Rajoy is using a decision by Spain's Constitutional Court, suspending the independence referendum in Catalonia, as justification for his threats against the region. Apparently, the neo-fascist government of Spain has been trawling Twitter to collect the names of Catalan mayors who have posted photographs of themselves and messages of support for the “Junts pel Si” (Together for Yes) pro-independence coalition. The mayors, along with members of parliament and the government in Barcelona, are being placed on a Guardia Civil list targeting them with arrest and incarceration if the referendum is carried out.

Rajoy has also warned officials of local municipal councils that their cooperation in holding a referendum vote will be considered an act of sedition and that they, too, face arrest and detention.

Rajoy's channeling of Franco will only solidify anti-Spanish feelings in Catalonia, even among those not keen on independence. The iron boot of Rajoy and the People's Party in Catalonia will only boost support for Catalan independence from those mildly opposed to it or neutral. If Catalonia's regional and local government leaders are paraded off to prisons, the peaceful independence movement in the region could easily turn violent. There is also widespread support for Catalan independence in the separatist Basque region, where parades have been held in support of the Catalan cause. In August, 3000 pro-Catalan independence Basques marched in the Basque city of San Sebastian. If Rajoy carries through with his threat against Catalonia, the Basque region will also see it as a threat to them and join in a renewed campaign of violence against the Madrid neo-fascists. The Basque secessionist terrorist group ETA agreed to disarm in 2011 but it has not turned in all its weapons.

The Basque party EH Bildu has already submitted a bill in the regional Basque parliament that is a copy of the Catalan independence referendum bill that passed the parliament in Barcelona.

People around the world are rejecting the notion that states, harboring more than one nation, ethnic group, or tribal entity, should be recognized by globalist institutions like the EU and UN as representing all the constituent parts.

Currently, the Republic of Macedonia is negotiating with Greece, the EU, and NATO on membership under a nation-state name that suits Greece. Greece does not recognize Macedonia by that name because it believes Macedonia harbors irredentist designs on Greek Macedonia. Greece insists the country use the provisional name of FYROM, which stands for the “Former Yugoslav Republic of Macedonia.” Macedonian nationalists scoff at such a name, likening it to being forced to use the fictional Klingon language of “Star Trek.”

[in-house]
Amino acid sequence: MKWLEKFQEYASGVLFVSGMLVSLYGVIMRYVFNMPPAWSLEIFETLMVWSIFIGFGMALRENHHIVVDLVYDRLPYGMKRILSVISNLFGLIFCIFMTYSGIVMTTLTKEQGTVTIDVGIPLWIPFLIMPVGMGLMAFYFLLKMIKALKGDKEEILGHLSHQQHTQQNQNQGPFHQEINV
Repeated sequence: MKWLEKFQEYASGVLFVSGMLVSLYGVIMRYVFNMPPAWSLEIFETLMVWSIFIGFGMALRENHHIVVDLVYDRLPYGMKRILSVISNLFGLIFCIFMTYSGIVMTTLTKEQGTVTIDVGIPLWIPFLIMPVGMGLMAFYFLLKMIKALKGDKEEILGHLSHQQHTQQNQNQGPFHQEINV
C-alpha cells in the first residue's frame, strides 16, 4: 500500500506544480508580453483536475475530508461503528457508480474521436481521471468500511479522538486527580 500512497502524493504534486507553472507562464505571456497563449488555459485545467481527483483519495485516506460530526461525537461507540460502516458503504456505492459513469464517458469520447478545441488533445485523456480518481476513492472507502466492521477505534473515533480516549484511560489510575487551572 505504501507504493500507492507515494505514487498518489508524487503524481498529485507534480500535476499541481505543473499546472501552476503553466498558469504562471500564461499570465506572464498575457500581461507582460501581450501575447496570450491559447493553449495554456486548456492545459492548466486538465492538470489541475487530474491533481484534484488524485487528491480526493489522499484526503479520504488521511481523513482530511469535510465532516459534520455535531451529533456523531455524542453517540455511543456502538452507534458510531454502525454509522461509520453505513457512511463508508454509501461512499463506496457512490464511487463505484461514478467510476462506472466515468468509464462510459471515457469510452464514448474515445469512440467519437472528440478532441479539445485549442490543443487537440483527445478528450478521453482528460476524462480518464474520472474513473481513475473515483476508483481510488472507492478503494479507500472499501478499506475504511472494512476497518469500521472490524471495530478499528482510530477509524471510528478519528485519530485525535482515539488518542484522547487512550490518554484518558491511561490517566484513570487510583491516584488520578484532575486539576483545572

As a result of the United Kingdom’s exit from the EU, Scotland, Wales, and Northern Ireland are demanding that London grant them the right to maintain their own economic and other links with the Eurocrats in Brussels. Scotland may hold a second independence referendum with or without the blessing of London. The Welsh Assembly in Cardiff is sounding more and more like the Scottish Parliament in demanding a separate deal with the EU for Wales. Even in the heart of the EU bureaucracy – Belgium – Flanders and Wallonia show no signs of abandoning their march toward independence, leaving Brussels as its own independent city-state hosting the headquarters of the EU, NATO, and Godiva Chocolatier. Rather than the Belgian flag, one is more likely to find Flemish flags flying from poles in Antwerp and Walloon flags adorning buildings in Liège.

Around the world, statues of historical figures are being defaced and removed by contrarian groups who bear ethnic or political grudges. They include Confederate General Robert E. Lee throughout the United States, Captain James Cook in Australia, Father Junipero Serra in California, Christopher Columbus in New York, King Kamehameha in Hawaii, Hugo Chavez in Venezuela, and Marthinus Pretorius and Paul Kruger in South Africa. This all represents the trend toward dissolution of the nation-state.

Nation-state flags, monuments of past political and religious figures, and other nation-state symbols are not only being questioned but, in some cases, ignored or cast aside completely. The world is “going tribal” and there is little the governing globalists and elites can do about it. They brought this situation upon themselves with their aloofness and ignorance. The UN General Assembly will soon welcome 193-member state leaders to its plenary session in New York. The UN may do well to plan for future sessions at which 300 or more member-state leaders, from Åland to Zanzibar and Baltistan to Mthwakazi, converge on New York.